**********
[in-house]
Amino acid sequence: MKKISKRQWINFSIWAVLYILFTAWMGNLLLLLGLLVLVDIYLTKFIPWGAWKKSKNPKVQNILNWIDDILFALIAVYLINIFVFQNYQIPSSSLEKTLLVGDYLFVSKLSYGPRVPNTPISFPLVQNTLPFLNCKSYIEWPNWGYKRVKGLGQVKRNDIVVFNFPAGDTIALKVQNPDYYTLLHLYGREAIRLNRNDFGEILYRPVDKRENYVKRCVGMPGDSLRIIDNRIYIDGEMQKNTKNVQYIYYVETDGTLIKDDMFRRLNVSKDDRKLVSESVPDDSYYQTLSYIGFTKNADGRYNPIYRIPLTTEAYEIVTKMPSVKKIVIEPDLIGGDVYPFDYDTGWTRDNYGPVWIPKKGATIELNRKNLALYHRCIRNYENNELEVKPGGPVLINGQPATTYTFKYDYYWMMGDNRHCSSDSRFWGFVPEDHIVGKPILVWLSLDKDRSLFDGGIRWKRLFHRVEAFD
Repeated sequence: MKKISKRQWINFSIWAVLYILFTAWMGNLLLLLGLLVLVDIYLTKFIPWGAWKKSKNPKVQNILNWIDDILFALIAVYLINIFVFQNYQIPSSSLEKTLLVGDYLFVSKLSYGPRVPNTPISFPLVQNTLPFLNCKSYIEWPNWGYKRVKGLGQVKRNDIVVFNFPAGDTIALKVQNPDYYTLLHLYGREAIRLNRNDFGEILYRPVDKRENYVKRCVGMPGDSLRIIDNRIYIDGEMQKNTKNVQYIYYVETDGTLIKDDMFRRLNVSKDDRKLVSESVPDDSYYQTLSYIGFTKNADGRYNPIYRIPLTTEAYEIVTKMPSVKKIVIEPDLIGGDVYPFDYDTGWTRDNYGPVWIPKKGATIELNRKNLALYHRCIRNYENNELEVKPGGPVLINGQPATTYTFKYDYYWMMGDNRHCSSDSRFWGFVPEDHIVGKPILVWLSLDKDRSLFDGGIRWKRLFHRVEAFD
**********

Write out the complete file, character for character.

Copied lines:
[in-house]
Amino acid sequence: MKKISKRQWINFSIWAVLYILFTAWMGNLLLLLGLLVLVDIYLTKFIPWGAWKKSKNPKVQNILNWIDDILFALIAVYLINIFVFQNYQIPSSSLEKTLLVGDYLFVSKLSYGPRVPNTPISFPLVQNTLPFLNCKSYIEWPNWGYKRVKGLGQVKRNDIVVFNFPAGDTIALKVQNPDYYTLLHLYGREAIRLNRNDFGEILYRPVDKRENYVKRCVGMPGDSLRIIDNRIYIDGEMQKNTKNVQYIYYVETDGTLIKDDMFRRLNVSKDDRKLVSESVPDDSYYQTLSYIGFTKNADGRYNPIYRIPLTTEAYEIVTKMPSVKKIVIEPDLIGGDVYPFDYDTGWTRDNYGPVWIPKKGATIELNRKNLALYHRCIRNYENNELEVKPGGPVLINGQPATTYTFKYDYYWMMGDNRHCSSDSRFWGFVPEDHIVGKPILVWLSLDKDRSLFDGGIRWKRLFHRVEAFD
Repeated sequence: MKKISKRQWINFSIWAVLYILFTAWMGNLLLLLGLLVLVDIYLTKFIPWGAWKKSKNPKVQNILNWIDDILFALIAVYLINIFVFQNYQIPSSSLEKTLLVGDYLFVSKLSYGPRVPNTPISFPLVQNTLPFLNCKSYIEWPNWGYKRVKGLGQVKRNDIVVFNFPAGDTIALKVQNPDYYTLLHLYGREAIRLNRNDFGEILYRPVDKRENYVKRCVGMPGDSLRIIDNRIYIDGEMQKNTKNVQYIYYVETDGTLIKDDMFRRLNVSKDDRKLVSESVPDDSYYQTLSYIGFTKNADGRYNPIYRIPLTTEAYEIVTKMPSVKKIVIEPDLIGGDVYPFDYDTGWTRDNYGPVWIPKKGATIELNRKNLALYHRCIRNYENNELEVKPGGPVLINGQPATTYTFKYDYYWMMGDNRHCSSDSRFWGFVPEDHIVGKPILVWLSLDKDRSLFDGGIRWKRLFHRVEAFD